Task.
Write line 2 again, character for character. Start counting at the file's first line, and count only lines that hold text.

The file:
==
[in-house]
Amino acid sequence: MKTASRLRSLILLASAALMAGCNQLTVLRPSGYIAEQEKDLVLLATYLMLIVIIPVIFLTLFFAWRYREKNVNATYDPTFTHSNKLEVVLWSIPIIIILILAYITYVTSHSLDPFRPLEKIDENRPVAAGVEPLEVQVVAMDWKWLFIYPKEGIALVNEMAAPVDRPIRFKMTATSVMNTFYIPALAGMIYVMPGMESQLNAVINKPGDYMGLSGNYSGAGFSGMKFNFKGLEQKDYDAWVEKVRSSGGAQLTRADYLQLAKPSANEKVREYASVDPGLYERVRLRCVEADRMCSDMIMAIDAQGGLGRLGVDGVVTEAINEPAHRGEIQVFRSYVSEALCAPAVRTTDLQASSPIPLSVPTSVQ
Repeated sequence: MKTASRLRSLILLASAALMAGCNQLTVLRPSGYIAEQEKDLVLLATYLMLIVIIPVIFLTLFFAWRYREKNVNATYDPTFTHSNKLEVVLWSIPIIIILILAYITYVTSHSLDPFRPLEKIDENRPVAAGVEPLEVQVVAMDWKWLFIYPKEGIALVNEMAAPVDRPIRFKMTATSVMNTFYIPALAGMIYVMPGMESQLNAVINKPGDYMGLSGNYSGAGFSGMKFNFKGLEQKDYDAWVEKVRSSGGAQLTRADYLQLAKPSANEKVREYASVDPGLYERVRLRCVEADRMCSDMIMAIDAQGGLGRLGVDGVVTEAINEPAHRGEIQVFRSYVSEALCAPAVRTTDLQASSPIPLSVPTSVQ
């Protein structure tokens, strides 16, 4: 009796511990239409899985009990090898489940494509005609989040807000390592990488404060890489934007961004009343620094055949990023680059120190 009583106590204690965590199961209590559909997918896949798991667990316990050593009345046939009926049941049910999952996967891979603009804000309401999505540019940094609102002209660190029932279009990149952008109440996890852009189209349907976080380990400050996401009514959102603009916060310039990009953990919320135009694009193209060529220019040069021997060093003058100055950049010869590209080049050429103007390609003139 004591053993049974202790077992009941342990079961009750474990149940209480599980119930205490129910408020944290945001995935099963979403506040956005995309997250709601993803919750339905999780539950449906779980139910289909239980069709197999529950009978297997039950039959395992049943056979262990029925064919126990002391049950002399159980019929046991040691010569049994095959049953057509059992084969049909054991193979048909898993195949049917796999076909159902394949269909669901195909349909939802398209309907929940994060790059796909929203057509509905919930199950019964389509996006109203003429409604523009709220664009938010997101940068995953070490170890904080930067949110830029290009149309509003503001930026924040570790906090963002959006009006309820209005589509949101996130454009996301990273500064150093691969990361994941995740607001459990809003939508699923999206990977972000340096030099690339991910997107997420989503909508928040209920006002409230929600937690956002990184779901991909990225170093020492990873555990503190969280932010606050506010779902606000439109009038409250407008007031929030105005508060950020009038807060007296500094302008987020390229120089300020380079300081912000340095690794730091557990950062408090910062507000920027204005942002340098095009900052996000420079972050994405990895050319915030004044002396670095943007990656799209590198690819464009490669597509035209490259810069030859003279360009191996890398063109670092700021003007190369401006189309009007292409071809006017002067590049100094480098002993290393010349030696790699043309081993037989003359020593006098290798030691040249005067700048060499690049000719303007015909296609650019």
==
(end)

Amino acid sequence: MKTASRLRSLILLASAALMAGCNQLTVLRPSGYIAEQEKDLVLLATYLMLIVIIPVIFLTLFFAWRYREKNVNATYDPTFTHSNKLEVVLWSIPIIIILILAYITYVTSHSLDPFRPLEKIDENRPVAAGVEPLEVQVVAMDWKWLFIYPKEGIALVNEMAAPVDRPIRFKMTATSVMNTFYIPALAGMIYVMPGMESQLNAVINKPGDYMGLSGNYSGAGFSGMKFNFKGLEQKDYDAWVEKVRSSGGAQLTRADYLQLAKPSANEKVREYASVDPGLYERVRLRCVEADRMCSDMIMAIDAQGGLGRLGVDGVVTEAINEPAHRGEIQVFRSYVSEALCAPAVRTTDLQASSPIPLSVPTSVQ